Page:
Now, even though those half-dozen parameters give cosmologists a great deal of freedom to adjust their model and to fit the data, the freedom is not complete. This is because — when adjusting parameters — they fix certain things: what Imre Lakatos called the “hard core” of a research program: the assumptions that a theorist is absolutely unwilling to abandon, come hell or high water. In our case, the “hard core” includes Einstein’s theory of gravity, but it also includes a number of less-obvious things; for instance, the assumption that the dark matter responds to gravity in the same way as any collisionless fluid of normal matter would respond. (The latter assumption is not made in many alternative theories.) Because of the inflexibility of the “hard core”, there are going to be certain parameter values that are also more-or-less fixed by the data. When a cosmologist says “The third peak in the CMB requires dark matter”, what she is really saying is: “Assuming the fixed hard core, I find that any reasonable fit to the data requires the parameter defining the dark-matter density to be significantly greater than zero.” That is a much weaker statement than “Dark matter must exist”. Statements like “We know that dark matter exists” put me in mind of the 18th century chemists who said things like “Based on my combustion experiments, I conclude that phlogiston exists and that it has a negative mass”. We know now that the behavior the chemists were ascribing to the release of phlogiston was actually due to oxidation. But the “hard core” of their theory (“Combustibles contain an inflammable principle which they release upon burning”) forbade them from considering different models. It took Lavoisier’s arguments to finally convince them of the existence of oxygen.

The fact that the current cosmological model has a fixed “hard core” also implies that — in principle — it can be falsified. But, at the risk of being called a cynic, I have little doubt that if a new, falsifying observation should appear, even a very compelling one, the community will respond as it has so often in the past: via a conventionalist stratagem. Pavel Kroupa has a wonderful graphic, reproduced below, that shows just how often predictions of the standard cosmological model have been falsified — a couple of dozen times, according to latest count; and these are only the major instances. Historians and philosophers of science have documented that theories that evolve in this way often end up on the scrap heap. To the extent that my paper is of interest to the astronomical community, I hope that it gets people to thinking about whether the current cosmological model is headed in that direction.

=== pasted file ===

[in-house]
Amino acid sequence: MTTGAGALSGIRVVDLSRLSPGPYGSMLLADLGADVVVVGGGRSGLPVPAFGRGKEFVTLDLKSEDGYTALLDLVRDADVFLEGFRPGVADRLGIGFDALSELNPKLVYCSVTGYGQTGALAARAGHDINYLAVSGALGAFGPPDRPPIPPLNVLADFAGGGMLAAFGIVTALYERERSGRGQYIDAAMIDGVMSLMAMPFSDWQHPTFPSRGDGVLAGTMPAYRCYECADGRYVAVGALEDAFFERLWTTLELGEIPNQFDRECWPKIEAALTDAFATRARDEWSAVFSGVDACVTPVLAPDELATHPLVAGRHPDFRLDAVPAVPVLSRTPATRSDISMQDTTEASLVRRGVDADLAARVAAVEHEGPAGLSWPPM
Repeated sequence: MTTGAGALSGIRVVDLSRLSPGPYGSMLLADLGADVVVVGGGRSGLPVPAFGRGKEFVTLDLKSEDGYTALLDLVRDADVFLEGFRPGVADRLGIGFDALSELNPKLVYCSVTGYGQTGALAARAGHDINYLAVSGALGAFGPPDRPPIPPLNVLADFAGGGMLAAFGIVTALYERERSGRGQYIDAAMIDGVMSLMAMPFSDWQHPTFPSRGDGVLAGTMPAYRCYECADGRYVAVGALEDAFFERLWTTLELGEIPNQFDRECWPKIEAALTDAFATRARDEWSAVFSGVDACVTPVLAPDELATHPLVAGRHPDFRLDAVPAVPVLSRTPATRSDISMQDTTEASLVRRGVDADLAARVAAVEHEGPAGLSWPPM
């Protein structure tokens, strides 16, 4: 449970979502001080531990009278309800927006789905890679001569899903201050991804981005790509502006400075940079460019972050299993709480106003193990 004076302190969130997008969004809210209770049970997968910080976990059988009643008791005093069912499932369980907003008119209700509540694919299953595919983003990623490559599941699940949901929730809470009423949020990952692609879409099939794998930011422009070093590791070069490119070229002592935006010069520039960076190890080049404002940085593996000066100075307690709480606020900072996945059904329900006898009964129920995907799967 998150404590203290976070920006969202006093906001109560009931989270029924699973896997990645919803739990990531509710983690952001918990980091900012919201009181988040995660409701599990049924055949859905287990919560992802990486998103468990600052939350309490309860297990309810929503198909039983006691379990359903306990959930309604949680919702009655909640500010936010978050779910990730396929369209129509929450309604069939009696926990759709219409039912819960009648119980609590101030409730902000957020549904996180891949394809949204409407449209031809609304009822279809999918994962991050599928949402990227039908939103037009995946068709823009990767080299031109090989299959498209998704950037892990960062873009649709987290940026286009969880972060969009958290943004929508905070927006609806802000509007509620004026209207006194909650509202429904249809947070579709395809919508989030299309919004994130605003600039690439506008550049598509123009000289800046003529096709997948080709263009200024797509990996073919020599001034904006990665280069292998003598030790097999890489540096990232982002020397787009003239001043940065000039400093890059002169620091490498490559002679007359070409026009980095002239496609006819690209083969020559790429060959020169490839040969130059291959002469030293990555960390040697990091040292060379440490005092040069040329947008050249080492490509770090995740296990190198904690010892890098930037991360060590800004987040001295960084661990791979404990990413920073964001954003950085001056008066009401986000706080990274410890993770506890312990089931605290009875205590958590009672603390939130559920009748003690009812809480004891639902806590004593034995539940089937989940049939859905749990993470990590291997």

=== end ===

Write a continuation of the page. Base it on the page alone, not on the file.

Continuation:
Fig. 14 from Kroupa (2012) quantifying setbacks to the Standard Model of Cosmology (SMoC).



Hubble constant redux

Hubble constant redux

There is a new article in Science on the expansion rate of the universe, very much along the lines of my recent post. It is a good read that I recommend. It includes some of the human elements that influence the science.

When I started this blog, I recalled my experience in the ’80s moving from a theory-infused institution to a more observationally and empirically oriented one. At that time, the theory-infused cosmologists assured us that Sandage had to be correct: H0 = 50. As a young student, I bought into this. Big time. I had no reason not to; I was very certain of the transmitted lore. The reasons to believe it then seemed every bit as convincing a the reasons to believe ΛCDM today. When I encountered people actually making the measurement, like Greg Bothun, they said “looks to be about 80.”

This caused me a lot of cognitive dissonance. This couldn’t be true. The universe would be too young (at most ∼12 Gyr) to contain the oldest stars (thought to be ∼18 Gyr at that time). Worse, there was no way to reconcile this with Inflation, which demanded Ωm = 1. The large deceleration of the expansion caused by high Ωm greatly exacerbated the age problem (only ∼8 Gyr accounting for deceleration). Reconciling the age problem with Ωm = 1 was hard enough without raising the Hubble constant.

Presented with this dissonant information, I did what most of us humans do: I ignored it. Some of my first work involved computing the luminosity function of quasars. With the huge distance scale of H0 = 50, I remember noticing how more distant quasars got progressively brighter. By a lot. Yes, they’re the most luminous things in the early universe. But they weren’t just outshining a galaxy’s worth of stars; they were outshining a galaxy of galaxies.

That was a clue that the metric I was assuming was very wrong. And indeed, since that time, every number of cosmological significance that I was assured in confident tones by Great Men that I Had to Believe has changed by far more than its formal uncertainty. In struggling with this, I’ve learned not to be so presumptuous in my beliefs. The universe is there for us to explore and discover. We inevitably err when we try to dictate how it Must Be.

The amplitude of the discrepancy in the Hubble constant is smaller now, but the same attitudes are playing out. Individual attitudes vary, of course, but there are many in the cosmological community who take the attitude that the Planck data give H0 = 67.8 so that is the right number. All other data are irrelevant; or at best flawed until brought into concordance with the right number.

It is Known, Khaleesi.